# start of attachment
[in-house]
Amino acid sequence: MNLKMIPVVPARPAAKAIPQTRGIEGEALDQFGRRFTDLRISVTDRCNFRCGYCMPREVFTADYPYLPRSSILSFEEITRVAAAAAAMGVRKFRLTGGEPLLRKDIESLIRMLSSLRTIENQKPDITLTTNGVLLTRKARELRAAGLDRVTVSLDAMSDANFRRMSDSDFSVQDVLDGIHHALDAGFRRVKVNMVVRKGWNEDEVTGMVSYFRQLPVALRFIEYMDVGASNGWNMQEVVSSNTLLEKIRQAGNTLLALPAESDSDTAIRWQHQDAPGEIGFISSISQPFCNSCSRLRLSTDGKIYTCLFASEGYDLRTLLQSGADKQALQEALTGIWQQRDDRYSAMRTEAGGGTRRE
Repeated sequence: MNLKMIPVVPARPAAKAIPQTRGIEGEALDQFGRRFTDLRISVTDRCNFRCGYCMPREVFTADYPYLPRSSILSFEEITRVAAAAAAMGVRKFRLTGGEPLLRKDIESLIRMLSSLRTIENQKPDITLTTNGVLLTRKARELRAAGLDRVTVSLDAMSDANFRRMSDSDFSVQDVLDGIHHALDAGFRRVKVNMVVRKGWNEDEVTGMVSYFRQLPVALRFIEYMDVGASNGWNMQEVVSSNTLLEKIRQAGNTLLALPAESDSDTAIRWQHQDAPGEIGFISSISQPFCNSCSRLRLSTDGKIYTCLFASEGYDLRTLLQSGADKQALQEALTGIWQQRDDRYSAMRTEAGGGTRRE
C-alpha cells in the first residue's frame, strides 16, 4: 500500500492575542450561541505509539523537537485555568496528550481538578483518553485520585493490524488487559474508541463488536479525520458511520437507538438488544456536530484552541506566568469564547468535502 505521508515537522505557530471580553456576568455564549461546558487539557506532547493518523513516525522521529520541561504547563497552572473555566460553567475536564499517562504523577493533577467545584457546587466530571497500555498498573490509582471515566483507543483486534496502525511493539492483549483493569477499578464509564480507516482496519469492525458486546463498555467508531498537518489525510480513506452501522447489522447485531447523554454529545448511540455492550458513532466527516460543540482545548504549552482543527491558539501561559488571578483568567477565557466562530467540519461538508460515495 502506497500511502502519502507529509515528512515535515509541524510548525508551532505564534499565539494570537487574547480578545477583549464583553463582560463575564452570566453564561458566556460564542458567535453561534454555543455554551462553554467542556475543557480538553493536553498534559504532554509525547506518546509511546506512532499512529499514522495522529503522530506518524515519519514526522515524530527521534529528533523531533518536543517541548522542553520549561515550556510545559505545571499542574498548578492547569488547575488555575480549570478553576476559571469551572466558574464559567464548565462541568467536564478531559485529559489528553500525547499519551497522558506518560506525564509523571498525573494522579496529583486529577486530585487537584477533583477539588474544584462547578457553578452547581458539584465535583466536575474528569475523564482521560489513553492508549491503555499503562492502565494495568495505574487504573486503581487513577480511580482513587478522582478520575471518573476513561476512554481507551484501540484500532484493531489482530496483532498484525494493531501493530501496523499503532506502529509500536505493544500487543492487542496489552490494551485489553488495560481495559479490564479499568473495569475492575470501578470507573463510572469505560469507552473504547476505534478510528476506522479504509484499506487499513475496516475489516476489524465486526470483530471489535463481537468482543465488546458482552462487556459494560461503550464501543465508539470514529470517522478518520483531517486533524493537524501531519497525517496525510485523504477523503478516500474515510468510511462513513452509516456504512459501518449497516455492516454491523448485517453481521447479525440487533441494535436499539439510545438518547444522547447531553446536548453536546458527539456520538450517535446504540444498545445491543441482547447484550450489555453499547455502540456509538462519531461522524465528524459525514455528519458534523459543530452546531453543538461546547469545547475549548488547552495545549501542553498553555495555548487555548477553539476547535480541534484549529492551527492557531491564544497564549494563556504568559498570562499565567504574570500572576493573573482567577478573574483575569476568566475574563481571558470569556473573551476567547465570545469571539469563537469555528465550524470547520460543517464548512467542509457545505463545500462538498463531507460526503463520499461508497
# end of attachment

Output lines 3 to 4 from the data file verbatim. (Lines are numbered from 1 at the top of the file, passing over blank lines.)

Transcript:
Repeated sequence: MNLKMIPVVPARPAAKAIPQTRGIEGEALDQFGRRFTDLRISVTDRCNFRCGYCMPREVFTADYPYLPRSSILSFEEITRVAAAAAAMGVRKFRLTGGEPLLRKDIESLIRMLSSLRTIENQKPDITLTTNGVLLTRKARELRAAGLDRVTVSLDAMSDANFRRMSDSDFSVQDVLDGIHHALDAGFRRVKVNMVVRKGWNEDEVTGMVSYFRQLPVALRFIEYMDVGASNGWNMQEVVSSNTLLEKIRQAGNTLLALPAESDSDTAIRWQHQDAPGEIGFISSISQPFCNSCSRLRLSTDGKIYTCLFASEGYDLRTLLQSGADKQALQEALTGIWQQRDDRYSAMRTEAGGGTRRE
C-alpha cells in the first residue's frame, strides 16, 4: 500500500492575542450561541505509539523537537485555568496528550481538578483518553485520585493490524488487559474508541463488536479525520458511520437507538438488544456536530484552541506566568469564547468535502 505521508515537522505557530471580553456576568455564549461546558487539557506532547493518523513516525522521529520541561504547563497552572473555566460553567475536564499517562504523577493533577467545584457546587466530571497500555498498573490509582471515566483507543483486534496502525511493539492483549483493569477499578464509564480507516482496519469492525458486546463498555467508531498537518489525510480513506452501522447489522447485531447523554454529545448511540455492550458513532466527516460543540482545548504549552482543527491558539501561559488571578483568567477565557466562530467540519461538508460515495 502506497500511502502519502507529509515528512515535515509541524510548525508551532505564534499565539494570537487574547480578545477583549464583553463582560463575564452570566453564561458566556460564542458567535453561534454555543455554551462553554467542556475543557480538553493536553498534559504532554509525547506518546509511546506512532499512529499514522495522529503522530506518524515519519514526522515524530527521534529528533523531533518536543517541548522542553520549561515550556510545559505545571499542574498548578492547569488547575488555575480549570478553576476559571469551572466558574464559567464548565462541568467536564478531559485529559489528553500525547499519551497522558506518560506525564509523571498525573494522579496529583486529577486530585487537584477533583477539588474544584462547578457553578452547581458539584465535583466536575474528569475523564482521560489513553492508549491503555499503562492502565494495568495505574487504573486503581487513577480511580482513587478522582478520575471518573476513561476512554481507551484501540484500532484493531489482530496483532498484525494493531501493530501496523499503532506502529509500536505493544500487543492487542496489552490494551485489553488495560481495559479490564479499568473495569475492575470501578470507573463510572469505560469507552473504547476505534478510528476506522479504509484499506487499513475496516475489516476489524465486526470483530471489535463481537468482543465488546458482552462487556459494560461503550464501543465508539470514529470517522478518520483531517486533524493537524501531519497525517496525510485523504477523503478516500474515510468510511462513513452509516456504512459501518449497516455492516454491523448485517453481521447479525440487533441494535436499539439510545438518547444522547447531553446536548453536546458527539456520538450517535446504540444498545445491543441482547447484550450489555453499547455502540456509538462519531461522524465528524459525514455528519458534523459543530452546531453543538461546547469545547475549548488547552495545549501542553498553555495555548487555548477553539476547535480541534484549529492551527492557531491564544497564549494563556504568559498570562499565567504574570500572576493573573482567577478573574483575569476568566475574563481571558470569556473573551476567547465570545469571539469563537469555528465550524470547520460543517464548512467542509457545505463545500462538498463531507460526503463520499461508497